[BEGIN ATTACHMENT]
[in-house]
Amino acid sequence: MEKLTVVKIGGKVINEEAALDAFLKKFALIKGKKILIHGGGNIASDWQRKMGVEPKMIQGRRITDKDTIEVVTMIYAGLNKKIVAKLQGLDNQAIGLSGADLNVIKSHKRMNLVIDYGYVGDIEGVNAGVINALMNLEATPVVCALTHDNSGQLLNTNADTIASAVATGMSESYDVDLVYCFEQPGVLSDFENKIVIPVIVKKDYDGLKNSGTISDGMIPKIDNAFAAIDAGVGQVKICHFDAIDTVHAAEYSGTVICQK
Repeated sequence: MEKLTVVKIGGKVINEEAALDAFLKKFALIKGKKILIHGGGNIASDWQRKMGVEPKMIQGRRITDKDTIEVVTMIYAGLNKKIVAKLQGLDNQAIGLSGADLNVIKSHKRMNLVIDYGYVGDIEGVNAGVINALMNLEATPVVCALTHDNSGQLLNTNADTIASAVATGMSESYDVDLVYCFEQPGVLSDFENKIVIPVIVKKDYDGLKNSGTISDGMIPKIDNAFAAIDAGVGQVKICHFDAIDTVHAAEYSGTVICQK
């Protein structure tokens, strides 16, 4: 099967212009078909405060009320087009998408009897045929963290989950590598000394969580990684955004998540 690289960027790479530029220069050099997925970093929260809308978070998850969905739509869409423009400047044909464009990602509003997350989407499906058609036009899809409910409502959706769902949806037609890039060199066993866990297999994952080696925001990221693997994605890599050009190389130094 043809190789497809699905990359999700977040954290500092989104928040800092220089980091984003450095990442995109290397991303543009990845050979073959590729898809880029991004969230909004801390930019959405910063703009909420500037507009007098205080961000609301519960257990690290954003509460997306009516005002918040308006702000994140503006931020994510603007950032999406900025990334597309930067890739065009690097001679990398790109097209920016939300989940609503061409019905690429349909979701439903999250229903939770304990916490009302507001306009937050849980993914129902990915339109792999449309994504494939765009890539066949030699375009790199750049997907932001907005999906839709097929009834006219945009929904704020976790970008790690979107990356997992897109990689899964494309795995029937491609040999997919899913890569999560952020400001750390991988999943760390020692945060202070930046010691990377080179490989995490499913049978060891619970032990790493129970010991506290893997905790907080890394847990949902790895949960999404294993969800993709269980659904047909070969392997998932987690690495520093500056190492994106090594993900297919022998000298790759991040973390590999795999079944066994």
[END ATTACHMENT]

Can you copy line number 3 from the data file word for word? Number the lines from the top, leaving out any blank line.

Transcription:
Repeated sequence: MEKLTVVKIGGKVINEEAALDAFLKKFALIKGKKILIHGGGNIASDWQRKMGVEPKMIQGRRITDKDTIEVVTMIYAGLNKKIVAKLQGLDNQAIGLSGADLNVIKSHKRMNLVIDYGYVGDIEGVNAGVINALMNLEATPVVCALTHDNSGQLLNTNADTIASAVATGMSESYDVDLVYCFEQPGVLSDFENKIVIPVIVKKDYDGLKNSGTISDGMIPKIDNAFAAIDAGVGQVKICHFDAIDTVHAAEYSGTVICQK